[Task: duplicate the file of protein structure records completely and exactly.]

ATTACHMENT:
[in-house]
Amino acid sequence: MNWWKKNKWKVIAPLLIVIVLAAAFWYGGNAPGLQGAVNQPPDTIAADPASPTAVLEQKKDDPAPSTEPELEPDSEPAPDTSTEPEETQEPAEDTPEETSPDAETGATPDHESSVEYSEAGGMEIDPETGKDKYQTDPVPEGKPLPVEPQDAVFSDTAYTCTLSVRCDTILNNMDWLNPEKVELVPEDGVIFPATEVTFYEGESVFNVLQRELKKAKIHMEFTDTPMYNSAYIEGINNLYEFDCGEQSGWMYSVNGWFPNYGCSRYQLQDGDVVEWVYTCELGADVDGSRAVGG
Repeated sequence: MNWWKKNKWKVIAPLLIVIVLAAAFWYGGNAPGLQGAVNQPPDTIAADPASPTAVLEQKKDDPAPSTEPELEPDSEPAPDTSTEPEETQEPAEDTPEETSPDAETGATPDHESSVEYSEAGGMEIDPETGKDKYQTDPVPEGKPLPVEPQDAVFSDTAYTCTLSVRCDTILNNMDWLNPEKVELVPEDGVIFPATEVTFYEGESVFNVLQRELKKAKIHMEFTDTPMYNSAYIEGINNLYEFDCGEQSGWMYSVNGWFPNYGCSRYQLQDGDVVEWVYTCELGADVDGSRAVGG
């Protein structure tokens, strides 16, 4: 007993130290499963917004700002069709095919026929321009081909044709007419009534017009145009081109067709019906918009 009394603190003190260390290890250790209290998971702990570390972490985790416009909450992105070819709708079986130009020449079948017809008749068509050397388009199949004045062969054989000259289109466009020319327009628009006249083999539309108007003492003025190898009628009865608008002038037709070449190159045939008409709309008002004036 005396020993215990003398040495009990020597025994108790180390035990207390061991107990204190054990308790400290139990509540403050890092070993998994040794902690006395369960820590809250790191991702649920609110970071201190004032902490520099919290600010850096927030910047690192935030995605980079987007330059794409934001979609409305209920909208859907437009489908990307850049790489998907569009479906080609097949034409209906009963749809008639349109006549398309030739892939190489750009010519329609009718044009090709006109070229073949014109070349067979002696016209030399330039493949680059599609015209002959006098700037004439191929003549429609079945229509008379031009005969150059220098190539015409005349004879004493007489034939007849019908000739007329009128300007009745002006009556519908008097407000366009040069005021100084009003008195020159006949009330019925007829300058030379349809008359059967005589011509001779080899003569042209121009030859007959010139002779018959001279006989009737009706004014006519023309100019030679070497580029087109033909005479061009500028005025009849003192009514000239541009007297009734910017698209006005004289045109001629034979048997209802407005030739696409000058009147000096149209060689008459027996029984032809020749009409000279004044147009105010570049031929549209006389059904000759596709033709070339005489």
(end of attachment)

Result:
[in-house]
Amino acid sequence: MNWWKKNKWKVIAPLLIVIVLAAAFWYGGNAPGLQGAVNQPPDTIAADPASPTAVLEQKKDDPAPSTEPELEPDSEPAPDTSTEPEETQEPAEDTPEETSPDAETGATPDHESSVEYSEAGGMEIDPETGKDKYQTDPVPEGKPLPVEPQDAVFSDTAYTCTLSVRCDTILNNMDWLNPEKVELVPEDGVIFPATEVTFYEGESVFNVLQRELKKAKIHMEFTDTPMYNSAYIEGINNLYEFDCGEQSGWMYSVNGWFPNYGCSRYQLQDGDVVEWVYTCELGADVDGSRAVGG
Repeated sequence: MNWWKKNKWKVIAPLLIVIVLAAAFWYGGNAPGLQGAVNQPPDTIAADPASPTAVLEQKKDDPAPSTEPELEPDSEPAPDTSTEPEETQEPAEDTPEETSPDAETGATPDHESSVEYSEAGGMEIDPETGKDKYQTDPVPEGKPLPVEPQDAVFSDTAYTCTLSVRCDTILNNMDWLNPEKVELVPEDGVIFPATEVTFYEGESVFNVLQRELKKAKIHMEFTDTPMYNSAYIEGINNLYEFDCGEQSGWMYSVNGWFPNYGCSRYQLQDGDVVEWVYTCELGADVDGSRAVGG
């Protein structure tokens, strides 16, 4: 007993130290499963917004700002069709095919026929321009081909044709007419009534017009145009081109067709019906918009 009394603190003190260390290890250790209290998971702990570390972490985790416009909450992105070819709708079986130009020449079948017809008749068509050397388009199949004045062969054989000259289109466009020319327009628009006249083999539309108007003492003025190898009628009865608008002038037709070449190159045939008409709309008002004036 005396020993215990003398040495009990020597025994108790180390035990207390061991107990204190054990308790400290139990509540403050890092070993998994040794902690006395369960820590809250790191991702649920609110970071201190004032902490520099919290600010850096927030910047690192935030995605980079987007330059794409934001979609409305209920909208859907437009489908990307850049790489998907569009479906080609097949034409209906009963749809008639349109006549398309030739892939190489750009010519329609009718044009090709006109070229073949014109070349067979002696016209030399330039493949680059599609015209002959006098700037004439191929003549429609079945229509008379031009005969150059220098190539015409005349004879004493007489034939007849019908000739007329009128300007009745002006009556519908008097407000366009040069005021100084009003008195020159006949009330019925007829300058030379349809008359059967005589011509001779080899003569042209121009030859007959010139002779018959001279006989009737009706004014006519023309100019030679070497580029087109033909005479061009500028005025009849003192009514000239541009007297009734910017698209006005004289045109001629034979048997209802407005030739696409000058009147000096149209060689008459027996029984032809020749009409000279004044147009105010570049031929549209006389059904000759596709033709070339005489």